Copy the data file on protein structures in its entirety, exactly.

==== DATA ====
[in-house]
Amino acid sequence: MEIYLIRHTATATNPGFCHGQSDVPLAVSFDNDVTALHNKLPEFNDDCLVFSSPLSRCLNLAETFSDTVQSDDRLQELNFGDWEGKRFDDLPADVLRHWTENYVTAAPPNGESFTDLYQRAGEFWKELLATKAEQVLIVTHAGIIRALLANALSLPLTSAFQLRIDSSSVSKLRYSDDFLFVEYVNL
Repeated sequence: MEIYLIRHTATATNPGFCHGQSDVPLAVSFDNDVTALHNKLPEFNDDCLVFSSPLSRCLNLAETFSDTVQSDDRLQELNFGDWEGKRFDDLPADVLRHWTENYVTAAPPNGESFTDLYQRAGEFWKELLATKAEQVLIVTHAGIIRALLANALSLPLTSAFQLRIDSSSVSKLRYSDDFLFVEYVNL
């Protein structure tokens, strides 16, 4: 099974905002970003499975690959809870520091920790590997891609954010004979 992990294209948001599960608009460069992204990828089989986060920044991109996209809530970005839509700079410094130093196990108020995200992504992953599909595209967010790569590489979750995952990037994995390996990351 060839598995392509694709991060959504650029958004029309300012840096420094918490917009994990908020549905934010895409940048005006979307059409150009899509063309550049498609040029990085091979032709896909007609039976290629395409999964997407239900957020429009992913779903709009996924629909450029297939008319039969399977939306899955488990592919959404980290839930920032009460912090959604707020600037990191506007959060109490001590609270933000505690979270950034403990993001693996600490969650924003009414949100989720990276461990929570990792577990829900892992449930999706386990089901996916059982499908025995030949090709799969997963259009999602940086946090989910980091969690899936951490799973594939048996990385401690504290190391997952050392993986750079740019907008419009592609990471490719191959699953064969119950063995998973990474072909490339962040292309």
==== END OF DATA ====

[in-house]
Amino acid sequence: MEIYLIRHTATATNPGFCHGQSDVPLAVSFDNDVTALHNKLPEFNDDCLVFSSPLSRCLNLAETFSDTVQSDDRLQELNFGDWEGKRFDDLPADVLRHWTENYVTAAPPNGESFTDLYQRAGEFWKELLATKAEQVLIVTHAGIIRALLANALSLPLTSAFQLRIDSSSVSKLRYSDDFLFVEYVNL
Repeated sequence: MEIYLIRHTATATNPGFCHGQSDVPLAVSFDNDVTALHNKLPEFNDDCLVFSSPLSRCLNLAETFSDTVQSDDRLQELNFGDWEGKRFDDLPADVLRHWTENYVTAAPPNGESFTDLYQRAGEFWKELLATKAEQVLIVTHAGIIRALLANALSLPLTSAFQLRIDSSSVSKLRYSDDFLFVEYVNL
């Protein structure tokens, strides 16, 4: 099974905002970003499975690959809870520091920790590997891609954010004979 992990294209948001599960608009460069992204990828089989986060920044991109996209809530970005839509700079410094130093196990108020995200992504992953599909595209967010790569590489979750995952990037994995390996990351 060839598995392509694709991060959504650029958004029309300012840096420094918490917009994990908020549905934010895409940048005006979307059409150009899509063309550049498609040029990085091979032709896909007609039976290629395409999964997407239900957020429009992913779903709009996924629909450029297939008319039969399977939306899955488990592919959404980290839930920032009460912090959604707020600037990191506007959060109490001590609270933000505690979270950034403990993001693996600490969650924003009414949100989720990276461990929570990792577990829900892992449930999706386990089901996916059982499908025995030949090709799969997963259009999602940086946090989910980091969690899936951490799973594939048996990385401690504290190391997952050392993986750079740019907008419009592609990471490719191959699953064969119950063995998973990474072909490339962040292309």